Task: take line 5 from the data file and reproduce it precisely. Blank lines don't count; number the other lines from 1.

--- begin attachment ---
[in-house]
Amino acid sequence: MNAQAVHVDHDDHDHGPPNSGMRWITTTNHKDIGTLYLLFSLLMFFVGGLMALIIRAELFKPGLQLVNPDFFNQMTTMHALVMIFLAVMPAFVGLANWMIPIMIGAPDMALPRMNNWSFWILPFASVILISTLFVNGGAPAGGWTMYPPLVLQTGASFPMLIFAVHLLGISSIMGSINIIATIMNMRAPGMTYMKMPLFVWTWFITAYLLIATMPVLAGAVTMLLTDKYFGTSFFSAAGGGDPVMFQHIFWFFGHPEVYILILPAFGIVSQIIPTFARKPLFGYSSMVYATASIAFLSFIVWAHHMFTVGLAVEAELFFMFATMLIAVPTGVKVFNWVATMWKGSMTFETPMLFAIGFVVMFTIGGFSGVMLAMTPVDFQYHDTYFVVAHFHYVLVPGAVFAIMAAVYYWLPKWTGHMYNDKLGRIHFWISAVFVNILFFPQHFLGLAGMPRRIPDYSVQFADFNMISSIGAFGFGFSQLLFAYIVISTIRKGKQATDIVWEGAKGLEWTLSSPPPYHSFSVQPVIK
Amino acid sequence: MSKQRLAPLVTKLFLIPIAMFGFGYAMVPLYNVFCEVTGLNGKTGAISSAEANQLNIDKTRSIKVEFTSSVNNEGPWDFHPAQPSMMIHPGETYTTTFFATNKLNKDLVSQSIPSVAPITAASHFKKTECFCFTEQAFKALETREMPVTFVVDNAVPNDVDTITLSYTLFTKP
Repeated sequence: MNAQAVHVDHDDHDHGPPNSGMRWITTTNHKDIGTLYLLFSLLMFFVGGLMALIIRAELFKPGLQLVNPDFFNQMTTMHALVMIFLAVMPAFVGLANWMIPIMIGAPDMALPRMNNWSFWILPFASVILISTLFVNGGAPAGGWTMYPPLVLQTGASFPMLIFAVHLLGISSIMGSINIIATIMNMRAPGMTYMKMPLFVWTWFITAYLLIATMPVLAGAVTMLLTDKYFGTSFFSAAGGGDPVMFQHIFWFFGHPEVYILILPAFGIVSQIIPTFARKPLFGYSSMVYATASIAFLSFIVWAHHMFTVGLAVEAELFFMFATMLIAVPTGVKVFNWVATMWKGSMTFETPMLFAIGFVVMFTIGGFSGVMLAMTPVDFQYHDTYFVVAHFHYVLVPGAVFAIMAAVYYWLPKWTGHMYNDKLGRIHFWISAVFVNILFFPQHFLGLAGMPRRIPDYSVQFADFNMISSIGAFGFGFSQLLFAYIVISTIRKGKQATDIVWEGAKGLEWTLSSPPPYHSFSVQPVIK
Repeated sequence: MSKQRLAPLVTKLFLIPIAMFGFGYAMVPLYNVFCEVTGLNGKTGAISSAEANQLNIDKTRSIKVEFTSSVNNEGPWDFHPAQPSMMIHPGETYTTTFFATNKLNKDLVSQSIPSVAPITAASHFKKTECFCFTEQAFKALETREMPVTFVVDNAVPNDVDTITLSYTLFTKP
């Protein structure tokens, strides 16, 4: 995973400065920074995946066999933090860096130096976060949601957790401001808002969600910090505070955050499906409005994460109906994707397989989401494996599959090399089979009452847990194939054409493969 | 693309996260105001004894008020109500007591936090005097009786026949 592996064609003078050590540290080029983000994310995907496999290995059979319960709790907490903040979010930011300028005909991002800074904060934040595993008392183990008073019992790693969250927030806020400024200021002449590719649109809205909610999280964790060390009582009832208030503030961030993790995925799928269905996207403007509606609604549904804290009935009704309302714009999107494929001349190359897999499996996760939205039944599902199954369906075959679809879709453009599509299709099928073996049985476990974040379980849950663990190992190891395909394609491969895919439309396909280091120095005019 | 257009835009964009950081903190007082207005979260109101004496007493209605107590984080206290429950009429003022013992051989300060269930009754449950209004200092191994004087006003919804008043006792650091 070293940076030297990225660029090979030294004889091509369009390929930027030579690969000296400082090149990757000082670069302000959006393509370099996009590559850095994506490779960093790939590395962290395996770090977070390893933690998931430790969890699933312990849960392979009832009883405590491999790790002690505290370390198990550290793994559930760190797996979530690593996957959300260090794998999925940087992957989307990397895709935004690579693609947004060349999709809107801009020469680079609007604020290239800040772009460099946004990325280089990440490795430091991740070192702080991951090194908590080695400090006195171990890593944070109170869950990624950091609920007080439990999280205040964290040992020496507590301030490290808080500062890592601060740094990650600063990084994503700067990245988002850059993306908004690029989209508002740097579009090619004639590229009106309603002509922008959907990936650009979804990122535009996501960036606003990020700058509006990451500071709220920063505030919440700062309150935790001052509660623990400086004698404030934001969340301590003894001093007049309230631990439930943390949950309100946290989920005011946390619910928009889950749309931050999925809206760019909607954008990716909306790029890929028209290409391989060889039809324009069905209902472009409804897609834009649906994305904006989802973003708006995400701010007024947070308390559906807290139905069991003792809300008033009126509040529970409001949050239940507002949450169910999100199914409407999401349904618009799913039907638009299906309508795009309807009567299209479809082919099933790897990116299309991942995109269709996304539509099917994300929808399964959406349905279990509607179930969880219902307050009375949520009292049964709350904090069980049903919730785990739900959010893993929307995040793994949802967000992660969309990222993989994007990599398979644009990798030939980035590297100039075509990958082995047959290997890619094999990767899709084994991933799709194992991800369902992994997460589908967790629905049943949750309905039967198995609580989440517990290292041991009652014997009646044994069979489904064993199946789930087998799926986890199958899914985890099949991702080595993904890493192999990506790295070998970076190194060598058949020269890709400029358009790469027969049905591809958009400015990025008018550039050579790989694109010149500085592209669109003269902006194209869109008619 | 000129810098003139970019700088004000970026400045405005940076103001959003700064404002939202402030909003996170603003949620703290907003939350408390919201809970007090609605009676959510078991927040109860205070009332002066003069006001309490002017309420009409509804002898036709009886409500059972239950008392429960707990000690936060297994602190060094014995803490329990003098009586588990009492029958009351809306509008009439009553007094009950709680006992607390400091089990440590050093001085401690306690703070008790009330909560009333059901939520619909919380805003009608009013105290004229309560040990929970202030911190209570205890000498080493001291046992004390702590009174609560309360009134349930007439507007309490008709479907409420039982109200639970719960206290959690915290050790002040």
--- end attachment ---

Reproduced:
Repeated sequence: MSKQRLAPLVTKLFLIPIAMFGFGYAMVPLYNVFCEVTGLNGKTGAISSAEANQLNIDKTRSIKVEFTSSVNNEGPWDFHPAQPSMMIHPGETYTTTFFATNKLNKDLVSQSIPSVAPITAASHFKKTECFCFTEQAFKALETREMPVTFVVDNAVPNDVDTITLSYTLFTKP